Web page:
Adam Bennett

Adam is a political reporter for the New Zealand Herald.

Earthquake Commission failed to comply with privacy act

Aerial view of earthquake damaged houses in Burwood, Christchurch. Photo / Geoff Sloan
Aerial view of earthquake damaged houses in Burwood, Christchurch. Photo / Geoff Sloan

The Earthquake Commission has failed to comply with its Official Information Act and Privacy Act obligations by dragging its feet over information requests from quake affected homeowners, say Chief Ombudsman Dame Beverley Wakem and Privacy Commissioner Marie Shroff.

In a report released today the two leading government watchdogs acknowledge the "extraordinary context'' in which the EQC is working, "but EQC's customers in Canterbury are living in the aftermath of a major natural disaster''.

"Access to information is not just a "nice to have'' that gives way to more important priorities in disaster recovery. It is a basic right that enables individuals to engage effectively with government agencies, and to have a proper say in decisions that profoundly affect their lives.''

The report finds EQC's backlog of information requests rose dramatically as the result of an abrupt increase in an already high volume of information requests - from 50 to 70 new requests per week in August-October 2012 to more than 160 per week in November-December 2012.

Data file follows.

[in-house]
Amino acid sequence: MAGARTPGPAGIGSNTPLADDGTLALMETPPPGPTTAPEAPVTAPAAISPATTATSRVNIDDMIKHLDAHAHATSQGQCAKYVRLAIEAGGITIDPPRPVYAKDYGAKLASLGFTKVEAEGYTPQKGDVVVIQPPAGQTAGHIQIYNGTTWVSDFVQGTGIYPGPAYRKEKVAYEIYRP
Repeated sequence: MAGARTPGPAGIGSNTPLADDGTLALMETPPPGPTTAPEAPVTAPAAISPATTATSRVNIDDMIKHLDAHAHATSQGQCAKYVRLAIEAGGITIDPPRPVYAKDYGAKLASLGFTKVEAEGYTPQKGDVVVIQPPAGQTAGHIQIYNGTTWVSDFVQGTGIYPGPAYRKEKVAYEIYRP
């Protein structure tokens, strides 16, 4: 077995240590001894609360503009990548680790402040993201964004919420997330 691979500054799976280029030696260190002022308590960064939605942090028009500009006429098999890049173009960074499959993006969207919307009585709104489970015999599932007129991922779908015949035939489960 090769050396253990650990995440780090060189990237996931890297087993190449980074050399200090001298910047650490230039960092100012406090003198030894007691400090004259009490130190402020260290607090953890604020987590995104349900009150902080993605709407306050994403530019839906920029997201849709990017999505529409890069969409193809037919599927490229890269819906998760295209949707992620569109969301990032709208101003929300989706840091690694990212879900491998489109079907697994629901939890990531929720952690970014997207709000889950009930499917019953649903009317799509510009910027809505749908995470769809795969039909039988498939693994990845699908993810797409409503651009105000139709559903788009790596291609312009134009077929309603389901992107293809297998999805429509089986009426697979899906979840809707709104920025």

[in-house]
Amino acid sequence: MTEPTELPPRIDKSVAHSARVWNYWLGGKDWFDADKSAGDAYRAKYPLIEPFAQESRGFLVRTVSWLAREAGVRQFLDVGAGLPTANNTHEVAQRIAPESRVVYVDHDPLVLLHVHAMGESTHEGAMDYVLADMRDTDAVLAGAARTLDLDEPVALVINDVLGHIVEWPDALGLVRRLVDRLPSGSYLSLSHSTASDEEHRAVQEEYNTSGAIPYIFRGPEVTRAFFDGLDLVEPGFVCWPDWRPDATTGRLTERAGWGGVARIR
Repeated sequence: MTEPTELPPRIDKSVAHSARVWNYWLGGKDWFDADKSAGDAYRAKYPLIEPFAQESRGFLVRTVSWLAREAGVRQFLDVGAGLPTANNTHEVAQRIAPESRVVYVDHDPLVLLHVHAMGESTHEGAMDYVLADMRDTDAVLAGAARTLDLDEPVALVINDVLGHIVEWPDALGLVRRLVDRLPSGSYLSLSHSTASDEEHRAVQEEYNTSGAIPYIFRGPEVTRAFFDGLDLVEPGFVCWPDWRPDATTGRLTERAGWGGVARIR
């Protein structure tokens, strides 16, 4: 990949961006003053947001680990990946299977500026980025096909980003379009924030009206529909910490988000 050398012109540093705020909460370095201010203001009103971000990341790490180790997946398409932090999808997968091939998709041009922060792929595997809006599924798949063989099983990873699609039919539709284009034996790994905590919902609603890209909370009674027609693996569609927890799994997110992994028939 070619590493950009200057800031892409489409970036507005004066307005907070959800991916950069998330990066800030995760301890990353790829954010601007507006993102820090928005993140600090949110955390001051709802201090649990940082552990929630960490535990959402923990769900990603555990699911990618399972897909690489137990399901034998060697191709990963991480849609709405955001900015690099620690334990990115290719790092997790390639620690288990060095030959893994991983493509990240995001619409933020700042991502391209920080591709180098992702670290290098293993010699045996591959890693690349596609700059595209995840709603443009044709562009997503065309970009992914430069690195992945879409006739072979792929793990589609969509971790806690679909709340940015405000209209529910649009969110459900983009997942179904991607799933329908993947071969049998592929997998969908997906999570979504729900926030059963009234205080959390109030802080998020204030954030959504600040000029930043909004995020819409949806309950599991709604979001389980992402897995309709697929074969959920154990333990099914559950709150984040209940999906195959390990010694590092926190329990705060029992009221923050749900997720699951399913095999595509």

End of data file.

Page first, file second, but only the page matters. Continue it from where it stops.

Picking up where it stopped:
By May 2013, EQC was routinely breaching access to information requirements and advising people there would be a 6-7 month delay before the agency could respond to requests.

The report notes that the increase in information requests in late 2012 was sudden and unprecedented, "but it could have been anticipated, prepared for and possibly prevented''.

"In particular, part of the reason for the high volume of requests is that people were not able to obtain information through other means.

"If appropriately detailed information were available via the website, if call centre staff were able to provide adequate answers to more questions, and if EQC automatically sent scopes of work to customers sooner after they were completed, then the need for formal information requests would be greatly reduced.''

The report makes 13 recommendations, all of which have been accepted by EQC which is now taking steps to implement them.

Recommendations to lift EQC's game on information requests include:

- streamlining the processing of claim file information requests;

- improving the quality of information and service provided by call centre staff;

- considering the automatic provision of property reports to owners; and

- improving website delivery of information.

- NZ Herald

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